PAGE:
And the dead sexiness of Tom Hiddleston

I freaking love Tom Hiddleston’s portrayal of Loki, in my opinion he is significantly better than Thor! I’m also happy to admit that in general I really do like Tom Hiddleston and could not agree with the quote more!

I really enjoyed The Only Thing Worse Than Me Is You, I started reading it on my Kindle app to kill time, and then spent my Sunday lounging in the sun in the garden finishing off the book! I haven’t been reading an awful lot recently but I’m really glad I finished and enjoyed The Only Thing Worse Than Me Is You!

About the Author

Lily Anderson is an elementary school librarian and Melvil Dewey fangirl with an ever-growing collection of musical theatre tattoos and Harry Potter ephemera. She lives in North California. The Only Thing Worse Than Me Is You is her debut novel.

‘The Only Thing Worse Than Me Is You’ by Lily Anderson
4 Stars

Firsts by Laurie Elizabeth Flynn | Review

     Title: Firsts

     Author: Laurie Elizabeth Flynn

     Release Date: January 5th, 2016

I received this book free from the publisher in exchange for an honest review, this does not affect my opinion of the book or the content of my review in any way.
Description from Goodreads:
Seventeen-year-old Mercedes Ayres has an open-door policy when it comes to her bedroom, but only if the guy fulfils a specific criteria: he has to be a virgin. Mercedes lets the boys get their awkward, fumbling first times over with, and all she asks in return is that they give their girlfriends the perfect first time – the kind Mercedes never had herself. 

Keeping what goes on in her bedroom a secret has been easy – so far. Her absentee mother isn’t home nearly enough to know about Mercedes’ extracurricular activities, and her uber-religious best friend, Angela, won’t even say the word “sex” until she gets married . But Mercedes doesn’t bank on Angela’s boyfriend finding out about her services and wanting a turn – or on Zach, who likes her for who she is instead of what she can do in bed.

When Mercedes’ perfect system falls apart, she has to find a way to salvage her reputation and figure out where her heart really belongs in the process. Funny, smart, and true-to-life, Firsts is a one-of-a-kind Young Adult novel about growing up.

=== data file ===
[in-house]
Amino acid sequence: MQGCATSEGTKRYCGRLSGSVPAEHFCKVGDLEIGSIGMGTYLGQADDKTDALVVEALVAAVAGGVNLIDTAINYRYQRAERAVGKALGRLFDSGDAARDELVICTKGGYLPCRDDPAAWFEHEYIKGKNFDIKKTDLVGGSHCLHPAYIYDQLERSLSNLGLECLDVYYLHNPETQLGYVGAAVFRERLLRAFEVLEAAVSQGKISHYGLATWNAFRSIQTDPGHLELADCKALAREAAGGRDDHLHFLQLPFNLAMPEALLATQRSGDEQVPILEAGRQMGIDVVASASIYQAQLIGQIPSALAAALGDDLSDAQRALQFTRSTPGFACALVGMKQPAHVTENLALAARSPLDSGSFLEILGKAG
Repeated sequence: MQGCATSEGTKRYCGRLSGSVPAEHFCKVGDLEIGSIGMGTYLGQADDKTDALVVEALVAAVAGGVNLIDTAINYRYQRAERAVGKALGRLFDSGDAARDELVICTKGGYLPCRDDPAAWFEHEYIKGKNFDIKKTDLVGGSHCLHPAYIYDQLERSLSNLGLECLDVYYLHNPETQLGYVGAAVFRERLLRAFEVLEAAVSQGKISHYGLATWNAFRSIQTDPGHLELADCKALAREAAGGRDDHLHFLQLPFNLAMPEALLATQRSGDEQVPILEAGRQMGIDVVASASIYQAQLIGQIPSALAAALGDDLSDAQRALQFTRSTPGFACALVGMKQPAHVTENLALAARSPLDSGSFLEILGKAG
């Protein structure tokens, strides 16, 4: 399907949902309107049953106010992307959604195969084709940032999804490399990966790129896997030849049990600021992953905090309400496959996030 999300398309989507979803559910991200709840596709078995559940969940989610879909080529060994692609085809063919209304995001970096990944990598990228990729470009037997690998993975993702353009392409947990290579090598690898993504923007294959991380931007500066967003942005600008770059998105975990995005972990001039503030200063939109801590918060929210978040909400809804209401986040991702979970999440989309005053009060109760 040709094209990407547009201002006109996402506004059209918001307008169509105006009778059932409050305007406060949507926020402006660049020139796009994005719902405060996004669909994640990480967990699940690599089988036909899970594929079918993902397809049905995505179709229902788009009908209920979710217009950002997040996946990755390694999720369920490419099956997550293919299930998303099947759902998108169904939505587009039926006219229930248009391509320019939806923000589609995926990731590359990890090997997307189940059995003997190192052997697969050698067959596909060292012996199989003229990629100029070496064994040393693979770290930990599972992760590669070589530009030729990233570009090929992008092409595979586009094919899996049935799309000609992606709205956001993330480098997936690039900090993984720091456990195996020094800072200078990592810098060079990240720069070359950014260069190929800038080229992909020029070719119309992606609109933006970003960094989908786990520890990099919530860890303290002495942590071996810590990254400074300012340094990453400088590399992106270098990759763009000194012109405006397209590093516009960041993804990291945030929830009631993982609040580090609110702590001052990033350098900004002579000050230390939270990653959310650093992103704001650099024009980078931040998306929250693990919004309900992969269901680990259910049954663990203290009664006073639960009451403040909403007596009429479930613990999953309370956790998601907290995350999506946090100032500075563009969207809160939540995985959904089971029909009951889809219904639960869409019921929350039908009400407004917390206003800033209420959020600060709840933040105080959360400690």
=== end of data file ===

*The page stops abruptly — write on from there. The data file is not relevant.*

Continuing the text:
Mercy leads a life very different to mine, in fact her life is pretty much the opposite to mine. Her relationship with her mother is pretty much zero, whereas my mum and are stupid close and I tell her pretty much everything. And Mercy has a very different view on sex than I do, while I’m not about to go sprouting my views to you all, I will say that I would never want to sleep with someone who had a girlfriend, and I’m definitely more of a relationship girl than a ‘Wednesday Friend’. For those of you who haven’t read Firsts, you’re probably wondering what the hell I’m going on about, well Mercy has a standing Wednesday lunchtime bedroom appointment with Zach, her ‘Wednesday Friend’. I really liked Zach, he’s after a relationship with Mercy, and he sticks around. And really, who doesn’t like a guy who sticks around and tries to be a damn good friend, and perhaps even more?
Mercy justifies her de-virgining through creating perfect first times for the unknowing girlfriends, as she had as far from a perfect first time as possible. The details of Mercy’s first time aren’t revealed until very late on in the novel, but throughout small hints and clues are revealed, so I had a pretty good idea of what had happened. This may be annoying for some, because there wasn’t really that much mystery once one or two hints had been made, but it didn’t bother me too much.
I don’t know about anyone else but I thought it was pretty obvious that Charlie was into Mercy, that Charlie was a creep and inappropriately hitting on Mercy, especially considering he’s dating her best friend. In fact I got shushed quite a few times from my family due to my loud reactions. But in my defence, does verbally reacting to a book show engagement and enjoyment or what?! So I didn’t like Charlie, and I wanted Mercy to catch on and not like or trust Charlie too, because then there would have been a lot less mess! Charlie was a complete tool and a really horrible guy, and he went ahead and did something awful, and he was probably the only character that I didn’t like in the whole book, and seeing as he’s meant to be disliked, I’d say well done Flynn.